"Well," said Bute, musingly, "I'm gittin' tired of this dog's life, and I reckon I'll go snacks with yer and then put out fer parts unknown. I was paid t'other day, and there ain't much owin' me here. I guess it'll be safer fer me ter keep movin' on, too."
Martine sank into his chair again. Although the conversation had been carried on in low tones, it was the voice of Nichol that he had heard. Closer inspection of the slightly disfigured face proved that, apart from the scar on the forehead, it was the countenance of Nichol. A possible solution of the mystery was beginning to force itself in Hobart's reluctant mind. When Nichol had fallen in the Wilderness, the shock of his injury had rendered him senseless and caused him to appear dead to the hasty scrutiny of Sam and Jim Wetherby. They were terribly excited and had no time for close examination. Nichol might have revived, have been gathered up with the Confederate wounded, and sent to Richmond. There was dire and tremendous confusion at that period, when within the space of two or three days tens of thousands were either killed or disabled. In a Southern hospital Nichol might have recovered physical health while, from injury to the brain, suffering complete eclipse of memory. In this case he would have to begin life anew, like a child, and so would pick up the vernacular and bearing of the enlisted men with whom he would chiefly associate.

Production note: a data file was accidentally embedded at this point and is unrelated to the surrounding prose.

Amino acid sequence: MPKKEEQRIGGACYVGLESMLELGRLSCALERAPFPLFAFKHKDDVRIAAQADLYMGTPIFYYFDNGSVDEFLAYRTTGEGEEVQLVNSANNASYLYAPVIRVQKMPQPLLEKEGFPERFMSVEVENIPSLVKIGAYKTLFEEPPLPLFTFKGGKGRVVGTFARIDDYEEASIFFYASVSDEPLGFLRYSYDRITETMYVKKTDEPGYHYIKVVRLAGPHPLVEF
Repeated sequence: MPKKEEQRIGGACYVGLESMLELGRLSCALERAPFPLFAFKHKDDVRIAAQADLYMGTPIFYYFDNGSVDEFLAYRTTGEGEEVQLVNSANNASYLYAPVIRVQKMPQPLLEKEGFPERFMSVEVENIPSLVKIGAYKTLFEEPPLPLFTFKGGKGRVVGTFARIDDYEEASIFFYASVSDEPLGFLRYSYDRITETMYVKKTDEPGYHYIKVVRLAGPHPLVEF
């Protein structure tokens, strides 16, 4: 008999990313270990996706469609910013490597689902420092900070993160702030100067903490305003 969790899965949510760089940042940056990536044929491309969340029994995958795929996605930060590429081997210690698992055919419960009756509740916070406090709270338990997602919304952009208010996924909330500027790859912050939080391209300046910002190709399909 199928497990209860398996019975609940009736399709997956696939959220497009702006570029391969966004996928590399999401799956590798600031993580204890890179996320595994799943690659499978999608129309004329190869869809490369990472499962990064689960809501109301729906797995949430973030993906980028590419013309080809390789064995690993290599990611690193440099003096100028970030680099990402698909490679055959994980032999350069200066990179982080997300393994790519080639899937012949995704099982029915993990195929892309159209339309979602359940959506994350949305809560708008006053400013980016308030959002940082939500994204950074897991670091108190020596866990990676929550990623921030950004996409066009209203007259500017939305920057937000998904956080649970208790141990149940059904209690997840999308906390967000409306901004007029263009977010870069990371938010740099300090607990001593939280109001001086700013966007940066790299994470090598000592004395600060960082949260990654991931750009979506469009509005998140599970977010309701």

When she was seated he exerted himself almost as greatly as before, and the boat gradually slid into the water. He sprang in and took the oars.
"These plain, simple, unadorned words," concluded the Senator, "need no comment. Their force and significance cannot be enhanced by anything I can say. I do not know that I could listen quietly to shrieking and exploding shells while I spoke words of courage and good cheer; but I do know that I wish to be among the foremost to honor your modest, unassuming townsman, who could do all this and more."
"Ef dere's spooks anywhere dey's dereaway," he muttered over his hoe; "but den, ki! dey woan 'fere wid dis yer niggah. What hab I'se got ter do wid de wah and de fighten an de jabbin'? De spooks cyant lay nuffin ter me eben ef ole marse an' de res' am a-fighten ter keep dere slabes, as folks say."